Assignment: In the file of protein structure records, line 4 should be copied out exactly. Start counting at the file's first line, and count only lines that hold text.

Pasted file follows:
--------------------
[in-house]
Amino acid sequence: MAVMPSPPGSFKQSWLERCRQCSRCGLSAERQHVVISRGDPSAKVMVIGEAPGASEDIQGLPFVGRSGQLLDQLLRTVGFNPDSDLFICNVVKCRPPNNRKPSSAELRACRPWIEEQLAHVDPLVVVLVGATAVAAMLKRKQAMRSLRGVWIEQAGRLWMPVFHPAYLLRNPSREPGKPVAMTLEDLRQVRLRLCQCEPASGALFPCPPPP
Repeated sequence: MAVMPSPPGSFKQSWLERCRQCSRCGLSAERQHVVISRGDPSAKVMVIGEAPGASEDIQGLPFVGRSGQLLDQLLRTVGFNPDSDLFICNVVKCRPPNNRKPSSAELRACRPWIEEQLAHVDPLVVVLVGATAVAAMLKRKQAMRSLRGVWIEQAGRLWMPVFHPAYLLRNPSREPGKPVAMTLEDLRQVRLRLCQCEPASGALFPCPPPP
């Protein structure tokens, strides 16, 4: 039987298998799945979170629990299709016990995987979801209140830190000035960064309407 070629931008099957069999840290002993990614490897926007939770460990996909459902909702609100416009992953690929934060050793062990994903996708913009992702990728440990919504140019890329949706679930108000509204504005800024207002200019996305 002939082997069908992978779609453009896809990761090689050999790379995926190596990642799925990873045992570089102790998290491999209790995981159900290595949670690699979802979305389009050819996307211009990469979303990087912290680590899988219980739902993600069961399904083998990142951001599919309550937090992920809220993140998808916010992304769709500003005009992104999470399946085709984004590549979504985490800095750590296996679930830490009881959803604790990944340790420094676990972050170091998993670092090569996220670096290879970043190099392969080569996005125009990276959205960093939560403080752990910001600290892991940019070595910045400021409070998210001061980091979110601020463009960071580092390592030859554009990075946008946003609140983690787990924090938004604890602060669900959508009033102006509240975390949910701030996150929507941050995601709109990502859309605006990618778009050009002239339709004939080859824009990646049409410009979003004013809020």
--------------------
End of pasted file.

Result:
């Protein structure tokens, strides 16, 4: 039987298998799945979170629990299709016990995987979801209140830190000035960064309407 070629931008099957069999840290002993990614490897926007939770460990996909459902909702609100416009992953690929934060050793062990994903996708913009992702990728440990919504140019890329949706679930108000509204504005800024207002200019996305 002939082997069908992978779609453009896809990761090689050999790379995926190596990642799925990873045992570089102790998290491999209790995981159900290595949670690699979802979305389009050819996307211009990469979303990087912290680590899988219980739902993600069961399904083998990142951001599919309550937090992920809220993140998808916010992304769709500003005009992104999470399946085709984004590549979504985490800095750590296996679930830490009881959803604790990944340790420094676990972050170091998993670092090569996220670096290879970043190099392969080569996005125009990276959205960093939560403080752990910001600290892991940019070595910045400021409070998210001061980091979110601020463009960071580092390592030859554009990075946008946003609140983690787990924090938004604890602060669900959508009033102006509240975390949910701030996150929507941050995601709109990502859309605006990618778009050009002239339709004939080859824009990646049409410009979003004013809020």